This economy has forced all of us to take a refresher course on how to handle money and the lessons have not been cheap or easy. If we did not learn the significance of money management At Home from our parents as children, we certainly gained an understanding and new appreciation for scarcity, delayed gratification and the importance of budgeting over the last several years. Some of us adopted a great new spending habit: Don’t! Others learned simple things like cooking and eating dinner At Home or brown-bagging lunch and enjoying it at our desk. But how many of us have actually transferred the knowledge of past costly experiences and what we know now to our children so that they might be able to endure or possibly escape hard times should they come again? The good news is it’s not too late, but you should probably get started now.
Kids absorb information at what seems like the speed of light. This techno-savvy generation knows how to Email, Face book, Text, Tweet, and Skype, yet they lack the attention span to read a book from cover to cover, so teaching them about money must be broached in a way that is both entertaining and they feel that it is beneficial to them. Even the little ones, experts say, are old enough to gain financial awareness about the same time they begin to ask for toys and candy; the earlier you teach them the more prepared they will be. You might also be surprised to know that it is not too late to teach the rewards and consequences of money management to high school and college students: New York Times Upfront published an article in 2004 that announced “People under age 25 make up the fastest-growing age group filing for bankruptcy. Easy credit, bigger student loans, and financial illiteracy are fueling the trend…” see New York Times Upfront, April 5, 2004, by Dirk Smillie. And I would surmise that 2004 numbers pale in comparison to the increase in 2014. But don’t let this discourage you from arming your children with a strategy and the needed weapons to fight this green Goliath.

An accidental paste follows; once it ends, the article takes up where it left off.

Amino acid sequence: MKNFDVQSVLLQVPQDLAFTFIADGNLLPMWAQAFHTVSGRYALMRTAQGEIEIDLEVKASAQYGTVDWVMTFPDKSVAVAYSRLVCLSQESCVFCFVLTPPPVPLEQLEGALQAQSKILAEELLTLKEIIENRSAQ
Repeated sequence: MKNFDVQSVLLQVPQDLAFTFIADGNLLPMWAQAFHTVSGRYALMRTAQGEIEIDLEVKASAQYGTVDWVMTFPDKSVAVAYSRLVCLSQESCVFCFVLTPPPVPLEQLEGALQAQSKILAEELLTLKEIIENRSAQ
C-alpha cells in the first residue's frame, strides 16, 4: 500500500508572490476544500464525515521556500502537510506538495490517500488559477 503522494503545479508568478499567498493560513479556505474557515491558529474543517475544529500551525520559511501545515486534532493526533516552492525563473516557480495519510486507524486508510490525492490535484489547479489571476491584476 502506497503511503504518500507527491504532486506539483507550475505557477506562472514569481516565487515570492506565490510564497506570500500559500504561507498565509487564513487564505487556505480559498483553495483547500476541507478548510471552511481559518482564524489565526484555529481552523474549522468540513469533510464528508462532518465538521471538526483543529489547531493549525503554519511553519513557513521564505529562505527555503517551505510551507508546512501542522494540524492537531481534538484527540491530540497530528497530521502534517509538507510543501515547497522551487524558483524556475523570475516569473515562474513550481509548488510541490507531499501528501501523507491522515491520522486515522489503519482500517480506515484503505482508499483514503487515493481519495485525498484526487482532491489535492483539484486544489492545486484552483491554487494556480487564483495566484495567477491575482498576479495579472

It is important that we understand and teach those we love that money is a necessary tool and like the tools, in our At Home toolbox it must be cared for, used properly and maintained will make other things work properly. How you teach the tools or concepts of money management is up to you, but simple is always best. The following At Home Money Management.
Tips should get you started:
1. Decide if you will give an allowance and/or assign chores. Children need to understand that there is a correlation between work and money. Necessities like lunch money and school supplies etc. should not be included in the allowance.
2. Give them four envelopes to decorate: GIVE, SAVE, SPEND, INVEST and do what the envelopes suggest. You can do this with your own finances as well.
3. Every time your child gets money (whether earned or a gift) an even portion should go into each envelope.
4. At the end of the month allow your child to use the money according to the envelopes description and only “spend“ after he has done the research on the cost of the item. Help him to find a picture of the item and post it. This forces him to prioritize his desires and set achievable goals.
5. Don’t bail him out! Don’t give him the money if he falls short. Be kind and explain the deficit, but don’t pitch in to help.
6. Younger children can learn money management through play. Books and games provide teachable illustrations. (Try Dave Ramsey’s money management tools)
7. Take more mature children and open a bank account in their name, allow them to fill out deposit slips and interact with the bank staff. Read over the statements with them each month.
8. LEAD BY EXAMPLE! Much of what we learn (or don’t learn) At Home makes us who we are and who we will become; this theory clearly applies in the area of money management.